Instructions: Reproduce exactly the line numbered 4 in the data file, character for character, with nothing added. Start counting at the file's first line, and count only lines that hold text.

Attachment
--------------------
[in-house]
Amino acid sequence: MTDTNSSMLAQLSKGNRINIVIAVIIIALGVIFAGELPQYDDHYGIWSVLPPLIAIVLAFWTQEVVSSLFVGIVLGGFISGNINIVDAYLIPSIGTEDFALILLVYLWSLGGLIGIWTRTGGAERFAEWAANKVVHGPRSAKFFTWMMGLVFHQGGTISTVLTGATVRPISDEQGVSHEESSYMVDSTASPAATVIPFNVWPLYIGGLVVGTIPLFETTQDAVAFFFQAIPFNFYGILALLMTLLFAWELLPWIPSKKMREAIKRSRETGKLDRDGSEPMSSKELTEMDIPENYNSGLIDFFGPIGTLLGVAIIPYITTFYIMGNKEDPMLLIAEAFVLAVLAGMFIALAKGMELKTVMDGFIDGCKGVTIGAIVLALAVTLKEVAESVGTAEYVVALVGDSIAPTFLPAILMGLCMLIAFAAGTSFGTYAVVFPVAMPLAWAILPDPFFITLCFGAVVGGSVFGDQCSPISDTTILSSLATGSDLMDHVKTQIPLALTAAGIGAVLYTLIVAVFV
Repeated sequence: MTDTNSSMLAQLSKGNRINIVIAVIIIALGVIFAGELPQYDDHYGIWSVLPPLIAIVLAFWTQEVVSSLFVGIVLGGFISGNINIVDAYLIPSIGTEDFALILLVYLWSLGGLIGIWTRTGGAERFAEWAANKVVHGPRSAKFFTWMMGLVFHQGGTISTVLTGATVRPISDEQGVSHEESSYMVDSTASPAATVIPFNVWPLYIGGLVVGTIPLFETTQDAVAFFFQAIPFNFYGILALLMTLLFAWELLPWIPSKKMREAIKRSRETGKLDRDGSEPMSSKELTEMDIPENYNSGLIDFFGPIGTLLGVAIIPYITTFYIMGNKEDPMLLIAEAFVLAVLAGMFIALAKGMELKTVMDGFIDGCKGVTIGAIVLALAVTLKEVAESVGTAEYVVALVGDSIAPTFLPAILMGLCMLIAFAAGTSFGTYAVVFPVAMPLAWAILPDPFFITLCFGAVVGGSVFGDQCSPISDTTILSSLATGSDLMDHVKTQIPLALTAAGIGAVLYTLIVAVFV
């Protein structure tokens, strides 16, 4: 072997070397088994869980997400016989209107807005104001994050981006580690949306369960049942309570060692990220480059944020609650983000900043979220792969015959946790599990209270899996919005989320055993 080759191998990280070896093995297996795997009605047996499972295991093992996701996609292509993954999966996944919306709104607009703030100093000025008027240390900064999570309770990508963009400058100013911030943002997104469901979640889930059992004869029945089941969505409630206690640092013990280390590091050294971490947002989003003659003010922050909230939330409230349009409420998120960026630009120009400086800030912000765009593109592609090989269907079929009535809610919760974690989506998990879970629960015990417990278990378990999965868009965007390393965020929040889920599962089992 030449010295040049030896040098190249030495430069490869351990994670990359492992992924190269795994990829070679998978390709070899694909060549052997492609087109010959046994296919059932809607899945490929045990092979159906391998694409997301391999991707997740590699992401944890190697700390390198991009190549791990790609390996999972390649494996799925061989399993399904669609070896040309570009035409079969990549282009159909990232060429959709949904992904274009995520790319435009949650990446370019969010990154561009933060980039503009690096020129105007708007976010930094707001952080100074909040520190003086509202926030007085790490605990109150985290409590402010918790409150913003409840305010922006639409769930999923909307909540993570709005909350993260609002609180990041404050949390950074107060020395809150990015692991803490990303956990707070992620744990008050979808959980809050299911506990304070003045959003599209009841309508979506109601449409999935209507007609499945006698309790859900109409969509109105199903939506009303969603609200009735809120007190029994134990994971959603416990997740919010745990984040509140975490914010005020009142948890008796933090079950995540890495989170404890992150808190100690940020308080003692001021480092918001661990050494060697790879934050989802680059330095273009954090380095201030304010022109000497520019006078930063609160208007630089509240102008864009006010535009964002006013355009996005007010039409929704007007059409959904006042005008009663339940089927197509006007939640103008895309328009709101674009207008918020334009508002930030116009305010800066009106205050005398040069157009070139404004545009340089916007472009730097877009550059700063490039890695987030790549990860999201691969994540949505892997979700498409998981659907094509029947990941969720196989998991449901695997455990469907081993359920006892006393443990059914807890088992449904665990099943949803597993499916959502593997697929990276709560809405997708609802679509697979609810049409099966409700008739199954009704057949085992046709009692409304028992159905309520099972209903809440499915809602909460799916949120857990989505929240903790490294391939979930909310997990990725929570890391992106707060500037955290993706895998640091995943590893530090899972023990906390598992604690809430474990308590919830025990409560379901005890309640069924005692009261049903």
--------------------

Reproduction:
């Protein structure tokens, strides 16, 4: 072997070397088994869980997400016989209107807005104001994050981006580690949306369960049942309570060692990220480059944020609650983000900043979220792969015959946790599990209270899996919005989320055993 080759191998990280070896093995297996795997009605047996499972295991093992996701996609292509993954999966996944919306709104607009703030100093000025008027240390900064999570309770990508963009400058100013911030943002997104469901979640889930059992004869029945089941969505409630206690640092013990280390590091050294971490947002989003003659003010922050909230939330409230349009409420998120960026630009120009400086800030912000765009593109592609090989269907079929009535809610919760974690989506998990879970629960015990417990278990378990999965868009965007390393965020929040889920599962089992 030449010295040049030896040098190249030495430069490869351990994670990359492992992924190269795994990829070679998978390709070899694909060549052997492609087109010959046994296919059932809607899945490929045990092979159906391998694409997301391999991707997740590699992401944890190697700390390198991009190549791990790609390996999972390649494996799925061989399993399904669609070896040309570009035409079969990549282009159909990232060429959709949904992904274009995520790319435009949650990446370019969010990154561009933060980039503009690096020129105007708007976010930094707001952080100074909040520190003086509202926030007085790490605990109150985290409590402010918790409150913003409840305010922006639409769930999923909307909540993570709005909350993260609002609180990041404050949390950074107060020395809150990015692991803490990303956990707070992620744990008050979808959980809050299911506990304070003045959003599209009841309508979506109601449409999935209507007609499945006698309790859900109409969509109105199903939506009303969603609200009735809120007190029994134990994971959603416990997740919010745990984040509140975490914010005020009142948890008796933090079950995540890495989170404890992150808190100690940020308080003692001021480092918001661990050494060697790879934050989802680059330095273009954090380095201030304010022109000497520019006078930063609160208007630089509240102008864009006010535009964002006013355009996005007010039409929704007007059409959904006042005008009663339940089927197509006007939640103008895309328009709101674009207008918020334009508002930030116009305010800066009106205050005398040069157009070139404004545009340089916007472009730097877009550059700063490039890695987030790549990860999201691969994540949505892997979700498409998981659907094509029947990941969720196989998991449901695997455990469907081993359920006892006393443990059914807890088992449904665990099943949803597993499916959502593997697929990276709560809405997708609802679509697979609810049409099966409700008739199954009704057949085992046709009692409304028992159905309520099972209903809440499915809602909460799916949120857990989505929240903790490294391939979930909310997990990725929570890391992106707060500037955290993706895998640091995943590893530090899972023990906390598992604690809430474990308590919830025990409560379901005890309640069924005692009261049903």